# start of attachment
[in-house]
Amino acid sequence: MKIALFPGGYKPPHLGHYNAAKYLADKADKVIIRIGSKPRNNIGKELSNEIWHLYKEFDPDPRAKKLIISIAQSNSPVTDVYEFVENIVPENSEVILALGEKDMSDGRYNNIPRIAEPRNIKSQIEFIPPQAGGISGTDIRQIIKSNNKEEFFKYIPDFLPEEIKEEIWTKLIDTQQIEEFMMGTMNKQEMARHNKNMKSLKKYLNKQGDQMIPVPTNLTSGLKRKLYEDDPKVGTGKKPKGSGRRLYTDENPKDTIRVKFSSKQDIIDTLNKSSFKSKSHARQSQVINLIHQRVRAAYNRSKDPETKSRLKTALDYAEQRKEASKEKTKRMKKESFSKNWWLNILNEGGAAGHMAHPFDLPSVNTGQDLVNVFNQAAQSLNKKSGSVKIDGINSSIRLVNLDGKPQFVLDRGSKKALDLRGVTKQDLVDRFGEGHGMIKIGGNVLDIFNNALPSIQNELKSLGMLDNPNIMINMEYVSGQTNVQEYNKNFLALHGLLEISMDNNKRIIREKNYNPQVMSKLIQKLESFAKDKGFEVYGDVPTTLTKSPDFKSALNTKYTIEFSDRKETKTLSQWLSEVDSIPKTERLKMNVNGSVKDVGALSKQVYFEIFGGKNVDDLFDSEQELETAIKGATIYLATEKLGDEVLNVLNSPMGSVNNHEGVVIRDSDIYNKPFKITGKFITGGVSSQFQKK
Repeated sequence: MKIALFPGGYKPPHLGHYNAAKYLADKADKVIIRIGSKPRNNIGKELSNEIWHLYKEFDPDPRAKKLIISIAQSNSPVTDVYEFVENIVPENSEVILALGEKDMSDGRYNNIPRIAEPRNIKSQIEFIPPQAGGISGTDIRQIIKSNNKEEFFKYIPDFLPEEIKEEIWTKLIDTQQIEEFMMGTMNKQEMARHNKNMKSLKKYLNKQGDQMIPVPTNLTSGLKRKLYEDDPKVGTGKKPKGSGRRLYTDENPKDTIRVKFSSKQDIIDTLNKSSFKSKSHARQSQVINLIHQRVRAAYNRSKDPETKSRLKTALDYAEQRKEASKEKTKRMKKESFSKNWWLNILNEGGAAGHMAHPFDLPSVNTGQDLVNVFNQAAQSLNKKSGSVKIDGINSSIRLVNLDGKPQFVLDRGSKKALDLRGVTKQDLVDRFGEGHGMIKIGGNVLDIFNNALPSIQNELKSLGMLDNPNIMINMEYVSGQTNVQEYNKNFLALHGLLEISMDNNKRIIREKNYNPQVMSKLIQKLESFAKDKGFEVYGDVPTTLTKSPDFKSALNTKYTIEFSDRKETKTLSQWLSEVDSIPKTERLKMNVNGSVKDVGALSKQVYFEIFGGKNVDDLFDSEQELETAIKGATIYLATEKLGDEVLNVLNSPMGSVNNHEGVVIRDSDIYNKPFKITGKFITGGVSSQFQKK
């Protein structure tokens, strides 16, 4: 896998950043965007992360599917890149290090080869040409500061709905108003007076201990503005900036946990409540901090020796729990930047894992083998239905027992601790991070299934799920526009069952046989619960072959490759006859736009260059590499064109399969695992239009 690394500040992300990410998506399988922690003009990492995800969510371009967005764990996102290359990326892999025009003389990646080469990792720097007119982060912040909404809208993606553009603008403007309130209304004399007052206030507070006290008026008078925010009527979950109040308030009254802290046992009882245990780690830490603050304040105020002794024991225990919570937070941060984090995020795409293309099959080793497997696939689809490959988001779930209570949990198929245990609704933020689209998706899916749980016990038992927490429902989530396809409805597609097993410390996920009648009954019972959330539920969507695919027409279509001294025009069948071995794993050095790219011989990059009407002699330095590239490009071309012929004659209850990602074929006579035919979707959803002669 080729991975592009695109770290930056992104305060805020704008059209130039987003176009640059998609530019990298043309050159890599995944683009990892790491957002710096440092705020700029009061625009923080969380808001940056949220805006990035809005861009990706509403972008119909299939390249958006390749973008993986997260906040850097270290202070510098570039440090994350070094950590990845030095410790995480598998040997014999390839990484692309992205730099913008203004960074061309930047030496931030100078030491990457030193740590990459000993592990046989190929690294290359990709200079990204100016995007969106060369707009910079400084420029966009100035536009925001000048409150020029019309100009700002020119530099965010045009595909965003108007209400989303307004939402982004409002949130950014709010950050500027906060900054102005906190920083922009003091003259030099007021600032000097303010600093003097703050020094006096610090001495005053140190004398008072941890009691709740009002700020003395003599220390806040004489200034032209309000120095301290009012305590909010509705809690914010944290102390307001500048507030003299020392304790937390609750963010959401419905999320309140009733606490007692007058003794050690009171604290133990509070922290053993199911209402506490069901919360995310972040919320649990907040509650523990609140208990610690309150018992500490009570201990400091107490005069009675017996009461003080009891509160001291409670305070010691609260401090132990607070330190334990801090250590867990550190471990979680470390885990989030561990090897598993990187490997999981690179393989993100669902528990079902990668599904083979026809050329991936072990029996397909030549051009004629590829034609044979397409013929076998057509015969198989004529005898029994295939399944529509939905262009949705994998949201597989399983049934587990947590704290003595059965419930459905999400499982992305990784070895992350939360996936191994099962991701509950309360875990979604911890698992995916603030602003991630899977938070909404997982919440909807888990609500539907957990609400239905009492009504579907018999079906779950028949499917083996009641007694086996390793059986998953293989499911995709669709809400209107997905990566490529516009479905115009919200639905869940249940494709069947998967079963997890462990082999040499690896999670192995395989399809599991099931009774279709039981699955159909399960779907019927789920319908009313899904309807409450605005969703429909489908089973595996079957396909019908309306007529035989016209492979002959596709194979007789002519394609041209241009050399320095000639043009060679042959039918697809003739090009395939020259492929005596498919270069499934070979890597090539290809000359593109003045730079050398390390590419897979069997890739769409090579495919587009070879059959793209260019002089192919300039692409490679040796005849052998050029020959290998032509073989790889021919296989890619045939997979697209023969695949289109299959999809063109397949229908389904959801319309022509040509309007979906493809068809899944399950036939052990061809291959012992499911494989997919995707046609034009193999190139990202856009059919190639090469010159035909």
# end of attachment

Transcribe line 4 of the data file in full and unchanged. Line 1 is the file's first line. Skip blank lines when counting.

């Protein structure tokens, strides 16, 4: 896998950043965007992360599917890149290090080869040409500061709905108003007076201990503005900036946990409540901090020796729990930047894992083998239905027992601790991070299934799920526009069952046989619960072959490759006859736009260059590499064109399969695992239009 690394500040992300990410998506399988922690003009990492995800969510371009967005764990996102290359990326892999025009003389990646080469990792720097007119982060912040909404809208993606553009603008403007309130209304004399007052206030507070006290008026008078925010009527979950109040308030009254802290046992009882245990780690830490603050304040105020002794024991225990919570937070941060984090995020795409293309099959080793497997696939689809490959988001779930209570949990198929245990609704933020689209998706899916749980016990038992927490429902989530396809409805597609097993410390996920009648009954019972959330539920969507695919027409279509001294025009069948071995794993050095790219011989990059009407002699330095590239490009071309012929004659209850990602074929006579035919979707959803002669 080729991975592009695109770290930056992104305060805020704008059209130039987003176009640059998609530019990298043309050159890599995944683009990892790491957002710096440092705020700029009061625009923080969380808001940056949220805006990035809005861009990706509403972008119909299939390249958006390749973008993986997260906040850097270290202070510098570039440090994350070094950590990845030095410790995480598998040997014999390839990484692309992205730099913008203004960074061309930047030496931030100078030491990457030193740590990459000993592990046989190929690294290359990709200079990204100016995007969106060369707009910079400084420029966009100035536009925001000048409150020029019309100009700002020119530099965010045009595909965003108007209400989303307004939402982004409002949130950014709010950050500027906060900054102005906190920083922009003091003259030099007021600032000097303010600093003097703050020094006096610090001495005053140190004398008072941890009691709740009002700020003395003599220390806040004489200034032209309000120095301290009012305590909010509705809690914010944290102390307001500048507030003299020392304790937390609750963010959401419905999320309140009733606490007692007058003794050690009171604290133990509070922290053993199911209402506490069901919360995310972040919320649990907040509650523990609140208990610690309150018992500490009570201990400091107490005069009675017996009461003080009891509160001291409670305070010691609260401090132990607070330190334990801090250590867990550190471990979680470390885990989030561990090897598993990187490997999981690179393989993100669902528990079902990668599904083979026809050329991936072990029996397909030549051009004629590829034609044979397409013929076998057509015969198989004529005898029994295939399944529509939905262009949705994998949201597989399983049934587990947590704290003595059965419930459905999400499982992305990784070895992350939360996936191994099962991701509950309360875990979604911890698992995916603030602003991630899977938070909404997982919440909807888990609500539907957990609400239905009492009504579907018999079906779950028949499917083996009641007694086996390793059986998953293989499911995709669709809400209107997905990566490529516009479905115009919200639905869940249940494709069947998967079963997890462990082999040499690896999670192995395989399809599991099931009774279709039981699955159909399960779907019927789920319908009313899904309807409450605005969703429909489908089973595996079957396909019908309306007529035989016209492979002959596709194979007789002519394609041209241009050399320095000639043009060679042959039918697809003739090009395939020259492929005596498919270069499934070979890597090539290809000359593109003045730079050398390390590419897979069997890739769409090579495919587009070879059959793209260019002089192919300039692409490679040796005849052998050029020959290998032509073989790889021919296989890619045939997979697209023969695949289109299959999809063109397949229908389904959801319309022509040509309007979906493809068809899944399950036939052990061809291959012992499911494989997919995707046609034009193999190139990202856009059919190639090469010159035909």